6.11.2013

The Best Tough Decision.


Time to spill my guts for a minute about something I for some reason, have never opened up about on this blog before.

We all know I love Sweden, and most people knew even before I did that my "Christmas visit" was going to be a one-way trip.  I hadn't even spilled the beans about getting an au-pair job until after I was here, but it seemed like all my friends and family could sense that I was Sweden bound.  I wanted to really experience the culture and land, as a native, not a two-week tourist.  I think anyone can fall in love with any place if they're only there a handful of time.  But I was convinced I'd love Sweden just as much as I did before.

And I was right...kind of.  I love Sweden more than I ever imagined.  It is different from America in a lot of ways, but most of them are good things, things that I want in a place to call home.  A few examples are the history, the healthier food and water, more tolerance to gays/civil rights, mostly religious-stigma free, and of course the huge benefit of living mere hours away from places like Germany, Russia, Italy, better work hours/wages/vacation time and so on.  I miss a lot of things about America, well, Utah in particular, but I feel like it's something that I can handle in the long run if I were to move here permanently.

Which is the entire issue.   That's freaking scary.  I have the ability and the opportunity to make this last forever.  It doesn't have to be a jaunt in another country while working for a family as an au pair.  It could be me, becoming a student, doing whatever I'd like thanks to the publicly funded education, and then continuing to pursue my writing dreams while surrounded by so many beautiful and wonderful things and people.  But, that also means leaving behind beautiful and wonderful things in America.  My family, really.  I have so many loved ones spread out all over the country....I have my cats there.  This is a tough call.

I know that if and when it comes to it, I can stay or go as I please.  My life has been bad luck and shitty parenting, but it's also been a kind of "Where in the World is Alex Worley" deal where I get whisked away all over the place kind of like a secret agent or something.  And I also know that the grass is always greener: when I'm in Sweden, I miss Utah.  When I'm in Utah, I miss Sweden.

Can't I have my cake and eat it too?  What would you do?  Also, for those of you living overseas with family in Murrica....how do you deal? Tips to survive?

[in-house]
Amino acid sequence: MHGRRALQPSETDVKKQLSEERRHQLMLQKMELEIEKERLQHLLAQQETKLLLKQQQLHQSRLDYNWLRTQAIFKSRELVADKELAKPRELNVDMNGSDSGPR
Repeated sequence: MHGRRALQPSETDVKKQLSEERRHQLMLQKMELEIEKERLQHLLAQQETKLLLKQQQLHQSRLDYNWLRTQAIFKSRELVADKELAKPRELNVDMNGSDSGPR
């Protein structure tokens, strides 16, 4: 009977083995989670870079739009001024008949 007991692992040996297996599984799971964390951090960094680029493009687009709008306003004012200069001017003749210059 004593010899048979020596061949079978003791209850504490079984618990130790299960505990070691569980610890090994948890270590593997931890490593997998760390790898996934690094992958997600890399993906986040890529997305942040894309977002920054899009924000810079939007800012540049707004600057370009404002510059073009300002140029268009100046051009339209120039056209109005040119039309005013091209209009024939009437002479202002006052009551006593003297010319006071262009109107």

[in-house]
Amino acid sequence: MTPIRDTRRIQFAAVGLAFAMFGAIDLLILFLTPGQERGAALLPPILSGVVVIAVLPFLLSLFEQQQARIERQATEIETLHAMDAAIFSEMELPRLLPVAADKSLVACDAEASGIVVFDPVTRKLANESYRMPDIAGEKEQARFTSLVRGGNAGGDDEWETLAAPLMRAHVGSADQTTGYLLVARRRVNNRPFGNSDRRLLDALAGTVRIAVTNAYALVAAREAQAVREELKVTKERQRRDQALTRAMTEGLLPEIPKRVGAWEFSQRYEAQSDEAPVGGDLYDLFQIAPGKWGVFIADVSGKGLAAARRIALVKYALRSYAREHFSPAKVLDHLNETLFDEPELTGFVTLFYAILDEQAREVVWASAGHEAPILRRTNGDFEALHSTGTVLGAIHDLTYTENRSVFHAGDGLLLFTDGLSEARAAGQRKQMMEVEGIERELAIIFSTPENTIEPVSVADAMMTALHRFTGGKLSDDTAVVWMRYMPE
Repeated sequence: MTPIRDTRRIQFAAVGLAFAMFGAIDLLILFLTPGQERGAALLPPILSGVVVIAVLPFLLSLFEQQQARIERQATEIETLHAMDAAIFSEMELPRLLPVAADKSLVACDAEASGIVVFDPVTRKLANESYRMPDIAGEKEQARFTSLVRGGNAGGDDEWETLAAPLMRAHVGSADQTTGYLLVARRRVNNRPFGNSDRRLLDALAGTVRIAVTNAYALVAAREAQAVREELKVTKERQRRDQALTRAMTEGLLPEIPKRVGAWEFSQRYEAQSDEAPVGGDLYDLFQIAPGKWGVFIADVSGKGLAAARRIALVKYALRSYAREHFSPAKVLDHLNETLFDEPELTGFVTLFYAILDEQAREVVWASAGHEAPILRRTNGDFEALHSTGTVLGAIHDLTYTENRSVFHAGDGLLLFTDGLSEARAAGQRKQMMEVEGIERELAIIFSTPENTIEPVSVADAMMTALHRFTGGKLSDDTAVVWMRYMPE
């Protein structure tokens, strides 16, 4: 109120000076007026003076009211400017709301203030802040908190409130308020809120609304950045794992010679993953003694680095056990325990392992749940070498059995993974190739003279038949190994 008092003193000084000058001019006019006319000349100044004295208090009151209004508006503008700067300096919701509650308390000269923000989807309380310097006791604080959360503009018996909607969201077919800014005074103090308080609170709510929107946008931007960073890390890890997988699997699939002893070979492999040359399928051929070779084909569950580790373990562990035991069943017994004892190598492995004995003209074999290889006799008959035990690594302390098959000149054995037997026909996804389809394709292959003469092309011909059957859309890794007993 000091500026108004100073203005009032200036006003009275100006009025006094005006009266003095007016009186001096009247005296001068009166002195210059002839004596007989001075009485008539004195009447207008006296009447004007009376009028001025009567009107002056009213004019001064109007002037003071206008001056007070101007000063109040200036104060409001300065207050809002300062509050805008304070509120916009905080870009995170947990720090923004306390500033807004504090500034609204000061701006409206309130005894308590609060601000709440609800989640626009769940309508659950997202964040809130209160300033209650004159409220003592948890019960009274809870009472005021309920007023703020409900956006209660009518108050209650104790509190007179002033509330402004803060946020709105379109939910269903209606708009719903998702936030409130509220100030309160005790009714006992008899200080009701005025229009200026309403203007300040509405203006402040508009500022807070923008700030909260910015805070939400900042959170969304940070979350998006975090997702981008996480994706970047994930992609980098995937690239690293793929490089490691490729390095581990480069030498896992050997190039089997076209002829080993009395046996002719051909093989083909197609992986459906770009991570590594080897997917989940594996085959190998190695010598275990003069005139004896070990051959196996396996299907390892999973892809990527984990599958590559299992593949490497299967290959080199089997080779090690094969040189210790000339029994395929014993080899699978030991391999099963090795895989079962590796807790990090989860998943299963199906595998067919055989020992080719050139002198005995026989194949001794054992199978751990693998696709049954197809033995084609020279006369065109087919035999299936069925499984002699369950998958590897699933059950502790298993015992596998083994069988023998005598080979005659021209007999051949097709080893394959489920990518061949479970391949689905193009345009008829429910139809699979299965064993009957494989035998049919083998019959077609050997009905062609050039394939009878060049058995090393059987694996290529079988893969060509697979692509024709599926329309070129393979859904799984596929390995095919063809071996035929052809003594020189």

3 comments :

  1. It's hard to live so far away from the family but you have to go where your heart truly is. I had to think long and hard about it and at the end of the day I'd rather miss my parents, brothers, sisters, and friends than miss Aaron. Obviously Everly goes where I do ;)

    Although I can't lie, I'm pretty excited to go back to the States after a year and a half away!

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  2. Fly your cats over! But I've heard bad things about that, so maybe not.

    Honestly, I have no advice. I've lived in the same town my whole life and all of my immediate family lives here, and we have frequent reunions with aunts and uncles. I'd find it hard to leave that behind, but if I loved something enough, I know it'd work out! That's why there's things like skype and planes!

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  3. If you love Sweden so much, why not take the opportunity to stay??? Utah will still be there when/if you want to go back. Cats can move. They will have to be in quarantine but that's only a month (I think). I have an English musician friend who is 80+ and he lived in Norway and Sweden for many years, but moved back to England I think 2 years ago this year. He did it all by car.. and brought his cat over too. It was in quarantine for 4 weeks and then they were happily reunited.
    Just consider there is a lot of hassle that you have to deal with if you are more than au-pair in Sweden, getting an id card, bank account, the tax office, etc etc. But it's all worth it if you want to live here. I did the same thing when I moved over to Ireland. I missed my job (nursing is totally something different in Ireland than in Sweden) and that's why we moved back to Sweden. Now the public health care is losing everything it once was and I regret going back. But at least Ireland is close and we can go there quite often anyway.

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